Modifying Signup Form With Bootstrap

With the current formatting, we’ve lost our responsive design. The site title needs to be left while the signup form goes to the right. They should also be on the same row. Bootstrap will help us get things back in order.

We can add a couple of columns. Surround the jumbotron with a and the MailChimp code with a . This formatting means the site title text will take up 2/3 of the jumbotron while the signup format takes up 1/3.

Your code should look like the following:

Remember, Bootstrap is using a 12 grid system. 8 + 4 = 12 and you can see from these numbers how we get 2/3 and 1/3.

If you run the site, you’ll see we have two columns and our responsive web design is back.

Next, we’ll begin polishing the signup form UI so it blends in better with the site.

UI Polishing

Rather than going through lots of little steps, it will be easier to display what the finished MailChimp modifications should look like. Then we can step through. Replace your current MailChimp code with the following:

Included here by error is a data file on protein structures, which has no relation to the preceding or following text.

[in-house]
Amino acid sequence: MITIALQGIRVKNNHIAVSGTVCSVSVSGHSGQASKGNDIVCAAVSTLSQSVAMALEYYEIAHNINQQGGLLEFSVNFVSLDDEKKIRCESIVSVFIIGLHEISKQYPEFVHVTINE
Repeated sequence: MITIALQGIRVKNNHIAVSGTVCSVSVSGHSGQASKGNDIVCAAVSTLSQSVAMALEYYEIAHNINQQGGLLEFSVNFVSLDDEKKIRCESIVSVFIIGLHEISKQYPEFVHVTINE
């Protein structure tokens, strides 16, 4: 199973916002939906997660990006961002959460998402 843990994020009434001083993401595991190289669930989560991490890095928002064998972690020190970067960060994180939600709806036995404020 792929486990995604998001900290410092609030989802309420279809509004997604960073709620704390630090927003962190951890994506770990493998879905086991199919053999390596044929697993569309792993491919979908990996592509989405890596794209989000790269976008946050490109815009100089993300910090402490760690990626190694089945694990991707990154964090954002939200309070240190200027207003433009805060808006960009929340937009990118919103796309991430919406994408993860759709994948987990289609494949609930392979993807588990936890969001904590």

[code language="html"] Enter your name and email for
your first FREE lesson! First Name Email [/code]

I’ve added a few lines of space in the code to better help break up the form for discussion.

There are a few custom classes that we’ll create, which include not-bold, transparent-background, and soft-border-radius. We define these classes in site.css.

Since most of the MailChimp code is the same as what we copied from MailChimp, let's discuss what’s going on with these custom classes.

not-bold is defined as follows:

[code language="css"] .not-bold { font-weight:normal; } [/code]

It simply removes bold letters. This is used to de-emphasize the form field labels. Our call to action is bolded. If the form field labels are also bolded, the eye will struggle a little to figure out where to focus. Worse case scenario: people simply give up and bypass our signup form.

The screenshot below shows the use of .not-bold

transparent-background provides semi transparency to the form background and input fields, providing a little more depth to our design. It is defined as:

[code language="css"] .transparent-background { background-color: rgba(0, 0, 0, 0.25) } [/code]

rgba simply means red, green, blue and alpha. Alpha sets opacity. The lower this value, the more transparent. Values can range from 0 to 1.